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Capital or Capitol?

Image result for capitol building
The United States Capitol Building, Capitol Hill, Washington, DC.

A common typo, particularly among Americans, comes from confusing capital and capitol.  It’s an easy mistake to make, since both words mean something similar, and both are pronounced exactly the same.  But there’s a crucial difference, and one that means more in America than it does in other English-speaking countries.

The word capital is an indirect descendant of the Latin word caput, which means head.  Its descent from Latin is indirect because it came to English, like so many words, from French.  Capitale was an Old French word that entered English sometime around the 13th century.  Its original meaning was “pertaining to the head”.  By the 15th century, the word had taken on the meaning “of chief importance”, and by the 18th century it came to mean “first rate” or “excellent”.  Around the early 16th century, the term capital crime came into use, meaning basically what it means today: a “deadly” or “mortal” crime.  The “head” connection was not new to English, either—in Old English the word heafodgilt meant something like “crime of the head”, suggesting something that is first among crimes.  All that changed was the adoption of this new, flashy French word.

As a noun, capital came to mean a capital letter in the early 15th century, so called simply because it was the first letter of a sentence.  Capital to refer to the city that serves as the seat of government wasn’t recorded in English until the middle of the 17th century.  Again, using a word referring to the head for this purpose was not a new concept to English.  In Old English, the word was heafodstol, and hevedburgh in Middle English.  (For the record, what’s considered Modern English covers the language since the late 15th century.  Many modern English speakers don’t recognize the words of William Shakespeare as being written in Modern English, but the language from 200 years before Shakespeare’s day was a heck of a lot more different from the language from 200 years after Shakespeare’s day!)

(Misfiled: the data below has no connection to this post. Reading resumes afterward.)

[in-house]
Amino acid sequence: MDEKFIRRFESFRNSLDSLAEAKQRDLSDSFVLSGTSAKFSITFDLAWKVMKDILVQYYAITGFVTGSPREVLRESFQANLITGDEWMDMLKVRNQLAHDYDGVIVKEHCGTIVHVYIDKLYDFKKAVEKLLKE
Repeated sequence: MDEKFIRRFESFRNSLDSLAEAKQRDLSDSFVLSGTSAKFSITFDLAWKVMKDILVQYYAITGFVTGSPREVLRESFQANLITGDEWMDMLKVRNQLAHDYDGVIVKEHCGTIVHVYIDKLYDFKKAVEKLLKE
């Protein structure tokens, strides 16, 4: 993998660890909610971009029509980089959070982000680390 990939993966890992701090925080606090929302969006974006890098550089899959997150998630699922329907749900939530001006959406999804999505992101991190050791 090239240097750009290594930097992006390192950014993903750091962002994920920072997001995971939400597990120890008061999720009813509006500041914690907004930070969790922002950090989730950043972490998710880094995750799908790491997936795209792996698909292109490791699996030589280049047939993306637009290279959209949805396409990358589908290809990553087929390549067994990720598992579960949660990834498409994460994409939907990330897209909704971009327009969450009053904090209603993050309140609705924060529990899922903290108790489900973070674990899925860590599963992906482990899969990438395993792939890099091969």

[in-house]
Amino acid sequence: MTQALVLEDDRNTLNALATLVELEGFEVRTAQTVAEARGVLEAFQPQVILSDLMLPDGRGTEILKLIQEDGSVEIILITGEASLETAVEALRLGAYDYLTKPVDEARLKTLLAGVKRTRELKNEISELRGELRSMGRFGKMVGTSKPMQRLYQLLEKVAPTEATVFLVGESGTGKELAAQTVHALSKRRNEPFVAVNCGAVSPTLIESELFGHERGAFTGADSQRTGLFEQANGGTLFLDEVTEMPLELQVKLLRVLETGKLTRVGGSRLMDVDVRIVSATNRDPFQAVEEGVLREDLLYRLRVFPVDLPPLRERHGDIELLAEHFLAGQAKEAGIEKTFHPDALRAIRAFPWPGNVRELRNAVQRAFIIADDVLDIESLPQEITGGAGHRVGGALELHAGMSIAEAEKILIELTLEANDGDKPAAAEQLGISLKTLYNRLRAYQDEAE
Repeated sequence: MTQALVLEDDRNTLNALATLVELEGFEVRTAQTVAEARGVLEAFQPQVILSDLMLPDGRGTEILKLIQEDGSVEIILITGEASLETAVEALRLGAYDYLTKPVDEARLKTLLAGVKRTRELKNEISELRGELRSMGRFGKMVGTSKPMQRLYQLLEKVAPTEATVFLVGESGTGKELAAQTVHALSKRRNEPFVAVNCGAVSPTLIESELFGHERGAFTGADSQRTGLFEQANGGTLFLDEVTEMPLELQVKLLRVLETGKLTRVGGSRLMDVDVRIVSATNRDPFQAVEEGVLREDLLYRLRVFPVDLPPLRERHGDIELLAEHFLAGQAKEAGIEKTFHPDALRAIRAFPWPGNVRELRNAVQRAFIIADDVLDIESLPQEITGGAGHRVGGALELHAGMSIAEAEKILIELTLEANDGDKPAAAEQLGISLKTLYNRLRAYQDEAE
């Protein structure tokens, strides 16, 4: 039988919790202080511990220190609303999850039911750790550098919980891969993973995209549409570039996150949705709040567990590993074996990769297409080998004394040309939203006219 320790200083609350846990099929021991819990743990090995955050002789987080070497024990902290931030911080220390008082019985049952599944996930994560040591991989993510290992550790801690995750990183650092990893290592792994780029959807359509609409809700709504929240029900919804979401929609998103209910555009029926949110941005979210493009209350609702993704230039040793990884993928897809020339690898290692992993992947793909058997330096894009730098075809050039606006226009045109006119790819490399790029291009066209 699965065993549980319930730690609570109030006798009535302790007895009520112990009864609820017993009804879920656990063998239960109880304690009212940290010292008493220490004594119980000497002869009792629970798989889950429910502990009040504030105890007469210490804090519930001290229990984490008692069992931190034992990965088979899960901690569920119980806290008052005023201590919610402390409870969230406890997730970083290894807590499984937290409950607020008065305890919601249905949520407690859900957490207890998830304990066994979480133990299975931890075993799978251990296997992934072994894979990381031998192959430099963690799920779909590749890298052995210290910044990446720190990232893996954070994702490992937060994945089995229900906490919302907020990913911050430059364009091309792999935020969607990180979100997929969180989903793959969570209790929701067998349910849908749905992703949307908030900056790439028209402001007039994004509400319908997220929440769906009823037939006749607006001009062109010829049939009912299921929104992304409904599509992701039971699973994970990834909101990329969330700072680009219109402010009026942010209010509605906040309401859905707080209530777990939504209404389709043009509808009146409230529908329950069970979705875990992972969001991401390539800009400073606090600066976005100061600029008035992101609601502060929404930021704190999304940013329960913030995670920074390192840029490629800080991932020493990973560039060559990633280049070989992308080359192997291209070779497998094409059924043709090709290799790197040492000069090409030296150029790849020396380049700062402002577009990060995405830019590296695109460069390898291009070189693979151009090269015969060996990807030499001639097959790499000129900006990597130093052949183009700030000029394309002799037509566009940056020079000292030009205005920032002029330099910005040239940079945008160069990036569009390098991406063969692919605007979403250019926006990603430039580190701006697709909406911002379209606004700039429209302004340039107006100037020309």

Capitol, on the other hand, is a direct descendant from Latin.  The word capitol is a direct reference to the Temple of Jupiter Optimus Maximus in ancient Rome.  Jupiter, king of the gods, was also the protector of the city of Rome.  His temple was located on Capitoline Hill.  Certain important assemblies met near the temple, called the Area Capitolina, though it was not where the seat of the Roman government was located.  It’s in reference to the Temple of Jupiter that the seat of Virginia state houses referred to themselves during colonial times.  The first reference to this capitol dates from 1699.  Even today, the Virginia state house was designed to resemble the Temple of Jupiter.  This was a common motif in colonial America and post-revolutionary America.  Many buildings were designed to look like the Temple of Jupiter, like the US Treasury building in Washington, as well as many federal buildings and banks around the country.
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Rome's Area Capitolina, around the second century CE (photo not available).  Note the Temple of Jupiter on the hill.


Today, the word capitol is used to refer to the building where a state government meets, or to Capitol Hill, where the federal government meets.  Capital is still the generic word for the city or area where the seat of government of a state or a country is located.  A linguistic connection between capital and capitol is suspected, but there is no evidence that the two words are actually related.

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